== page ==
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Found: The Wreck of the Very First Ship Sunk in World War II

The Athenia was torpedoed the day England and Germany went to war.

The SS Athenia in 1933.
The SS Athenia in 1933. Public domain

War happens fast. When the passengers on the SS Athenia, a British passenger liner, left Glasgow on a fall day in 1939, the world was not officially at war, though tensions between Germany and England were reaching a breaking point. Two days later Prime Minister Neville Chamberlain went on the radio at 11 a.m. and announced that the country was at war with Germany.

Less than 9 hours later, around 7:40 p.m., a German U-boat torpedoed the Athenia, and it sank slowly into the ocean, finally disappearing the next morning, just 24 hours after the war’s official start.

During World War II, thousands of ships sank, and most of them have been rusting anonymously beneath the ocean waters, including the Athenia. Now, though, a shipwreck hunter believes he has relocated it.

At the behest of the BBC, David Mearns went looking for the wreck of the Athenia and found it without ever venturing out on the water. Scanning sonar data from the Geological Survey of Ireland, he found the signature of a boat with the dimensions of a 1930s liner, near the location the Athenia reported sinking, with a split in the aft section that looks to have been cause by a torpedo.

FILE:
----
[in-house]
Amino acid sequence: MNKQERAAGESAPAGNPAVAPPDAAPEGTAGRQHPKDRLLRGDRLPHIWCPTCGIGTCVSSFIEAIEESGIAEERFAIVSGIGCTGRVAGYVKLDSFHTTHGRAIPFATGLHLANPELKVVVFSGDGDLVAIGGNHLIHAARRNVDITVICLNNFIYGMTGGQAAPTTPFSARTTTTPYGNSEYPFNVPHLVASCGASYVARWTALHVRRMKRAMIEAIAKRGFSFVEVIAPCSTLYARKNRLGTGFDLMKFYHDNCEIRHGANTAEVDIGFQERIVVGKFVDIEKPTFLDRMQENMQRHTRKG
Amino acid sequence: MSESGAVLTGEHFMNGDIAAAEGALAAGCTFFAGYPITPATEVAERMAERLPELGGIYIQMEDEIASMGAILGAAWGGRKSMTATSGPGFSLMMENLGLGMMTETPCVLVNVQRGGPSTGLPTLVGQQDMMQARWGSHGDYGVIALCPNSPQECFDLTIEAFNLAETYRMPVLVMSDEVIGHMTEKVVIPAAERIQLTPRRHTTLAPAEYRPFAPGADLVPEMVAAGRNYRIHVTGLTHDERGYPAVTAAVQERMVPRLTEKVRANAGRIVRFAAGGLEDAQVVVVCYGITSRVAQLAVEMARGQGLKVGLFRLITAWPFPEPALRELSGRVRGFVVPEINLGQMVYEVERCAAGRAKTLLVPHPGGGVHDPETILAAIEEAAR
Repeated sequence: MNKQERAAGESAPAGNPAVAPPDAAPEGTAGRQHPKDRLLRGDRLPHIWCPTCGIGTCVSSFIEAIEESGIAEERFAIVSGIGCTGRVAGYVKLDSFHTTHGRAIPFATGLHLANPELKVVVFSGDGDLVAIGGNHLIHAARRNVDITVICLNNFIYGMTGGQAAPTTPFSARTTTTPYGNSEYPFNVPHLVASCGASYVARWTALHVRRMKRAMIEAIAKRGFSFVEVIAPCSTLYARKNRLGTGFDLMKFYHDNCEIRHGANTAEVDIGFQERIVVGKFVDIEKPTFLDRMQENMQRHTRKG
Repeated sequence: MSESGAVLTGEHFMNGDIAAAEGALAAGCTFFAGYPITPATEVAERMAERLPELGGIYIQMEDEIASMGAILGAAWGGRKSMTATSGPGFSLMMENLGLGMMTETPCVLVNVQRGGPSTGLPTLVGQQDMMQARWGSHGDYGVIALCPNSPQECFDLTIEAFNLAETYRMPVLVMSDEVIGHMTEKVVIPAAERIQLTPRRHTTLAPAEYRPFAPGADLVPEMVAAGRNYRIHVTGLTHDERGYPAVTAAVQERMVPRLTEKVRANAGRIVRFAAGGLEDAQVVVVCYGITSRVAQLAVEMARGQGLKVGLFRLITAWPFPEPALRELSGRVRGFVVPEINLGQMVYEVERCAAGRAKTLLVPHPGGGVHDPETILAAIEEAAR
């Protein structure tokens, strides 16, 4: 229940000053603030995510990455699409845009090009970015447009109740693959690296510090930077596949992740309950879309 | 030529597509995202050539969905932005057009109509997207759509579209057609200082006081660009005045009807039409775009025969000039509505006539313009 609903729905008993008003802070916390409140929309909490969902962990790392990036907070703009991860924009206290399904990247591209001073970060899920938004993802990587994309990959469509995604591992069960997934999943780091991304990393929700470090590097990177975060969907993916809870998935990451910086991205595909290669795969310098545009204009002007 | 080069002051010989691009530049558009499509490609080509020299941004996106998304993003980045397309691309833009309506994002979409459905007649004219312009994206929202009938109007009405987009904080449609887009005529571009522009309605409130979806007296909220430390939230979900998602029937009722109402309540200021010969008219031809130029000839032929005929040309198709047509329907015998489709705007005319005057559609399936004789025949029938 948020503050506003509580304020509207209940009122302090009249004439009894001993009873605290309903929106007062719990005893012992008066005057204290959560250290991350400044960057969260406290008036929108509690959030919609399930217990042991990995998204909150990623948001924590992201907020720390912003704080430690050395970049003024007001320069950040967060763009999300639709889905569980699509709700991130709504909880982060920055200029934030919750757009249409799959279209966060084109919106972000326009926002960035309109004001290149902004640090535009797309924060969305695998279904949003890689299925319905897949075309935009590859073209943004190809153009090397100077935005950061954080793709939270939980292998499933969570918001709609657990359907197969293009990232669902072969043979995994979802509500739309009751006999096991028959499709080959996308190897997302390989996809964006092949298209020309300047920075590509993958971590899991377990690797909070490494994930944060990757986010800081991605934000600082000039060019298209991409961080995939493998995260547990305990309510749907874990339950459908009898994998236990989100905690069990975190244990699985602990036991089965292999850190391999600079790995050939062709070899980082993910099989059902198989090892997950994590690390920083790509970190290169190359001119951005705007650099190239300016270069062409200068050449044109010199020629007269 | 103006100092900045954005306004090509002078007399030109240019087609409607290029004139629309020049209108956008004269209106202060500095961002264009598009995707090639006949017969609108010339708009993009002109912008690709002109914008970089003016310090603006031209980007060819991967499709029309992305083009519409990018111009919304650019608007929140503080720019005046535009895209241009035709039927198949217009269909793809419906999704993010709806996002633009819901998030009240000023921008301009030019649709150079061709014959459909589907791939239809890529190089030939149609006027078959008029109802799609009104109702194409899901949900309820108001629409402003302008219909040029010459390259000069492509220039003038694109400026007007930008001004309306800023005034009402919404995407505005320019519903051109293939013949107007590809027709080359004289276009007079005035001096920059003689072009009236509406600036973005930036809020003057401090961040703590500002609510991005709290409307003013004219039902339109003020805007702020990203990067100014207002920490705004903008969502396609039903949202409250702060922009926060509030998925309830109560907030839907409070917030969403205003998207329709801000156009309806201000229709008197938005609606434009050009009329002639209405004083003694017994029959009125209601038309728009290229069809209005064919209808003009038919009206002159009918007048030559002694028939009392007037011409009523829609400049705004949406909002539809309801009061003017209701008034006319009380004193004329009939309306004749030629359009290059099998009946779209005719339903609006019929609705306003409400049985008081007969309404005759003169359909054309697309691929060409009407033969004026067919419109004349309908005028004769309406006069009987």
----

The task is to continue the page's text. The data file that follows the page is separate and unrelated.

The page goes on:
Most of the ship's passengers survived the attack.
Most of the ship’s passengers survived the attack. Imperial War Museum/Public domain

“There’s a very, very high probability that that’s Athenia,” Mearns told the BBC. “Everything fits.” A remotely operated vehicle sent down to the wreck could confirm its identity with more certainty.

It’s not so uncommon, even decades after World War II, for long-lost wrecks to be relocated. Just this week, an Australian ship, the SS Macumba, sunk by Japanese aircraft in 1943, was found relatively intact—still standing upright, Mashable reports. Better sonar data and ROVs have made it easier to locate and study ships that fell deep into the water.

But finding and publicizing the locations of these ships can also endanger them. As The Guardian has reported, some wrecks have disappeared, the victims of salvagers who illegally dismantle the boats for their metal. The United Nations does have convention to protect cultural heritage underwater, but not all member states have ratified it. The ocean is vast and not exactly convenient to police or map. Which means there are still many more World War II wrecks—war graves, really—out there waiting to be rediscovered.